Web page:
Clara Yona has raised the educational bar in the disadvantaged Jerusalem neighborhood of Katamon. In 1992, with the support of NIF, she set up the Kedma Alternative Secondary School to provide the local teenagers with a first-class education stressing their Mizrahi Jewish cultural roots. “When we began, the percentage of students receiving their matriculation certificate was zero,” she recalls. “Today 80-85% of the students receive a full matriculation.”
This week, Yona (59) appears in the third installation of Trailblazers, a series of video shorts produced by NIF in partnership with Yediot Achronot to mark Israel’s 70th anniversary. For nearly 40 years, NIF has teamed up with trailblazers from communities including Mizrahi Jews, Palestinian citizens of Israel, Ethiopians, Russian-speaking immigrants, women, and LGBTQ people to create change. These are communities who blazed trails for inclusion, for equality, and for social change. NIF is telling the stories of those trailblazers who acted on their values and came together to fight for their rights and impact the lives of all Israelis.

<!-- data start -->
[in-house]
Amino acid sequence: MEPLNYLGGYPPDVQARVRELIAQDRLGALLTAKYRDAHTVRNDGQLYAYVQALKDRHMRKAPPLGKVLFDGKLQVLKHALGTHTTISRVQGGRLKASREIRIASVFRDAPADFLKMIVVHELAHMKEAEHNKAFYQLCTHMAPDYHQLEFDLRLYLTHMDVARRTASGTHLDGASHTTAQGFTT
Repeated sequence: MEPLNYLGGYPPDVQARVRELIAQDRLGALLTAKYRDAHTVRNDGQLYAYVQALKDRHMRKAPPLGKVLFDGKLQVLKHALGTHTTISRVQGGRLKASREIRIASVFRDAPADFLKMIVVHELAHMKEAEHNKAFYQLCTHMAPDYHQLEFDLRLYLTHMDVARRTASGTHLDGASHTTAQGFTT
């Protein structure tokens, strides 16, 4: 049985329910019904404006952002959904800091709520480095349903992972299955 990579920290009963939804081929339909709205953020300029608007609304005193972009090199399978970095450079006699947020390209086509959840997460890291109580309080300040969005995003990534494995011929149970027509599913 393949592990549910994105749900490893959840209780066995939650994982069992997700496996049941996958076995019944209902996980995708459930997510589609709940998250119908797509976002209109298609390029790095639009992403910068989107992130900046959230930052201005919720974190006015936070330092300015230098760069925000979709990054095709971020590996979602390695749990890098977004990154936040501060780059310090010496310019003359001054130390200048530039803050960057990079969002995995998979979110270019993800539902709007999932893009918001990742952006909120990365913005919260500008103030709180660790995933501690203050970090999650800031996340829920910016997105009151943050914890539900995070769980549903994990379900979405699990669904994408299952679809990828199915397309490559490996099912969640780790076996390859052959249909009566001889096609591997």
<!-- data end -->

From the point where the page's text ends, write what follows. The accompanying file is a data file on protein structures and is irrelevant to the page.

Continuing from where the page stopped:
The oldest of eight children, Yona grew up in a two-room apartment in the poor area of Katamon. Her father had immigrated to Israel from Libya and worked as a policeman and her mother came from Yemen and cleaned houses to help make ends meet.
Yona was one of the brightest children in her local elementary school but at the prestigious Boyer High School she found herself surrounded by middle-class Ashkenazi teenagers and found herself alienated socially and educationally. “Back in the neighborhood I was considered weird because I studied with rich Jerusalemites. I found that the high marks I got in the neighborhood school were worth just a passing grade.”
Her tough childhood experience made her determined to change society, to close social gaps, and to restore pride to the Mizrahi community in which she grew up. With major support from NIF and thanks to the Yona’s tenacious leadership Meshuma, the Jerusalem school survived opposition from the municipality, which was initially determined to close it down.
She stresses that the success of the school is not only about graduating students. “As part of the educational program we also restored the Mizrahi children’s pride in their roots and have found comprehensive and exciting historical material about the Mizrahi Jewish heritage that had never before been taught in the education system.”
NIF continues to support Israel’s Mizrahi community in a range of issues including the right to equal opportunity in education, to equal distribution of resources for education and culture, to access to affordable public housing, and to protection from discrimination in employment.